Gold or silver? Why the Mercedes Benz Stadium went (LEED) Platinum

Mercedes-Benz Stadium
The Mercedes-Benz Stadium in Atlanta, Georgia.

Last month, Mercedes-Benz Stadium became the first pro stadium to earn LEED Platinum certification. For that honor and more, the new home of the Atlanta Falcons and Atlanta United won Green Sports Blog’s Greenest New Stadium/Arena of 2017 award.

To get the inside scoop on that project and more, we talked to Carlie Bullock-Jones, CEO of sustainability consulting firm Ecoworks Studios, which helped Mercedes-Benz Stadium achieve Platinum status.

Ecoworks

Ecoworks' Carlie Bullock-Jones.

Lew Blaustein: Sustainability consulting for sports stadiums and arena projects is a very specialized niche. How did you get into it?

Carlie Bullock-Jones: Well, I’ve been into sports and design since as far back as I can remember. Grew up in Auburn, Alabama — my dad went to Auburn…

Blaustein: War Eagle.

Bullock-Jones: War Damn Eagle. He then became a professor of industrial design there. Then, to top that off, I went to Auburn and studied design. I was interested in how buildings affected people and the environment. My thesis was "The Built Environment and its Impact on the Natural Environment."

Anyway, I got a job in Atlanta as an interior designer at an architecture firm. And even though sustainability wasn’t common practice in the industry, I started a sustainability committee at the firm in 1999, the same year as LEED was born, so the time was right, unbeknownst to me. Some of our government and education clients wanted to pursue LEED for the facilities we were designing — the CDC and Georgia Tech come to mind — and the practice just blossomed.

Blaustein: That’s fantastic. When did sports venues come into the mix?

Bullock-Jones: Before sports, we started with getting convention centers LEED certified —  the two are similar in that they’re both large public spaces. Raleigh’s (North Carolina) convention center was one of our early LEED projects. This gave me experience that would later prove valuable for stadia and arenas — working with "surge buildings" — structures that accommodate a few hundred people on most days and then jump to tens of thousands on a few days.

I should mention that in 2007 I left the architecture firm and started my own professional consulting practice with a focus on sustainability and LEED certification, Ecoworks Studio in Atlanta. Among other things, that gave me the freedom to work on a wider variety of projects, which would end up including sports venues.

Blaustein: 2007, perhaps not the best time to go out on one’s own, especially with a sustainability-focused design and consulting firm.

Bullock-Jones: It did turn out to be a big challenge. Thankfully, Auburn asked me to teach and we were able to get some work from the get-go, including teaching LEED certification workshops. In fact, in 2007-08, I taught 22 such workshops all over the world, with about 80 people in each.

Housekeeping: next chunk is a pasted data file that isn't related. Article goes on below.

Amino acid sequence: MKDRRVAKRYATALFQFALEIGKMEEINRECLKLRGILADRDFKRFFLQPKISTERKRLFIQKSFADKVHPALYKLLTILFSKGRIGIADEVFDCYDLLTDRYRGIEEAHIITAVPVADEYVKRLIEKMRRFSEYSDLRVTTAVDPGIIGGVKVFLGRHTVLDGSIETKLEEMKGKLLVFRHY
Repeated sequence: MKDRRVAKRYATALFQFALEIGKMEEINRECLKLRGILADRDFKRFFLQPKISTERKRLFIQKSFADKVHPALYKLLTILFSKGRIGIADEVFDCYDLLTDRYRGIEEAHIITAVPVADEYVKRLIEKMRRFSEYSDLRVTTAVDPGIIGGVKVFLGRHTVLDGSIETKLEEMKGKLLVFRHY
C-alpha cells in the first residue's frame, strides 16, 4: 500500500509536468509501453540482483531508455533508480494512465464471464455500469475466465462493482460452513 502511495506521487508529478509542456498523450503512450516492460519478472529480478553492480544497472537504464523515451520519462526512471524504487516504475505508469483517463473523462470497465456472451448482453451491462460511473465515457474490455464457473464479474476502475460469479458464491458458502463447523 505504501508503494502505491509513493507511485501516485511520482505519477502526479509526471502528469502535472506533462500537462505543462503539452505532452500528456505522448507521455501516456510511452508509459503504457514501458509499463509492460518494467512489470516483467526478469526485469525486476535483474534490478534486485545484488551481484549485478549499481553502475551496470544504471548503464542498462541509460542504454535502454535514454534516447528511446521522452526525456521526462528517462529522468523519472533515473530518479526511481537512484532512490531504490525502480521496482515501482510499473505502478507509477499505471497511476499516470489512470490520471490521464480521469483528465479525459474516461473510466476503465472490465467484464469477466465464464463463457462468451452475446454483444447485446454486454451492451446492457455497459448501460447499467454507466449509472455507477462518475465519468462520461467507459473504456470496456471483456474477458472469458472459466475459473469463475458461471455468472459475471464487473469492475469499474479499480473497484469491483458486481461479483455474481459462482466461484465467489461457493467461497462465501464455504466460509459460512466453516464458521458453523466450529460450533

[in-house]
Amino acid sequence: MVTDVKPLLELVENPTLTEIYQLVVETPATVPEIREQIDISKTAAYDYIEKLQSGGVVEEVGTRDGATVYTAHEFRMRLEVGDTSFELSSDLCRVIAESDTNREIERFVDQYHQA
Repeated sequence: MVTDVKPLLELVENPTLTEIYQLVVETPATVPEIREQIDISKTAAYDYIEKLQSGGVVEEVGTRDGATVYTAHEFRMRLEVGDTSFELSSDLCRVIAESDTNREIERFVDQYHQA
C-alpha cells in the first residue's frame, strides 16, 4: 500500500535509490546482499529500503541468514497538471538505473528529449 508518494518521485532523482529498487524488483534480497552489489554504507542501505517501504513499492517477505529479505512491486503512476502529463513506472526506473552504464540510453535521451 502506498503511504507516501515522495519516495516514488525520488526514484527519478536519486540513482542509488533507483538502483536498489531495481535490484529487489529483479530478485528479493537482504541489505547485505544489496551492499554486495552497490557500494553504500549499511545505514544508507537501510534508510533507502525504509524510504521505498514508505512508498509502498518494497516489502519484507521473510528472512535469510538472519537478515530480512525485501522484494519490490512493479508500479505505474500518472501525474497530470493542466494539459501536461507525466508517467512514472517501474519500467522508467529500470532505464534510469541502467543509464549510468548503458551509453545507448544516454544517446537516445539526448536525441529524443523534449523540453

Now, the economic crash did affect our growth. Until 2011, Ecoworks Studio was just, well, me. But with interest in and, acceptance of LEED growing in the industry, and by keeping up with the frequent changes and updates to LEED made by the U.S. Green Building Council (USGBC), we were able to add value to project teams. During the downturn, we also helped turn projects from non-LEED to LEED — a relatively low-cost way to add value. That allowed us to keep going and grow so that by 2012, we were able to add staff. And we continued our focus on what I’d call "atypical projects."

Blaustein: Like the aforementioned convention centers?

Bullock-Jones: Yes, and also data centers — which consume tremendous amounts of energy — and zoos. And, in May 2013, we were interviewed by 360 Architecture, which has since been acquired by HOK, a leading sports architecture firm, about working with them on LEED certification for new construction of stadia and arenas and to help convince teams and stadium authorities that going for high levels of LEED certification — think Gold or Platinum — was worth the added effort. 360 ended up hiring us and we started working on sports venues.

Blaustein: Were there any stadium or arena projects in 2013 that were going for LEED Gold or Platinum?

Bullock-Jones: No. At the time, teams building stadiums and arenas were not pursuing Gold or Platinum levels of LEED, since the LEED Rating System at that time was really focused on certifying an office. But they were interested in going for LEED at Certified or Silver, which was still a move in the right direction.

And we became the conduit to work creatively with USGBC to apply LEED standards specifically to arenas, stadiums and convention centers to reflect the uniqueness of those structures, and we, in turn, showed the designers and managers of sports, as well as those other atypical venues I mentioned earlier, the benefits of applying for LEED certification.

Blaustein: How did you go about making this happen with USGBC and with designers of stadia, arenas and other big public building projects?

Bullock-Jones: Great question. Ecoworks Studio looked at office buildings, which host roughly the same amount of people every day, but only a fraction of the numbers a stadium or arena hosts on a surge day. It makes sense for office buildings to earn a significant number of LEED points for having enough bike racks to service 5 percent of peak visitors — if the 2,000 people occupy the building on average, that means 100 bike racks.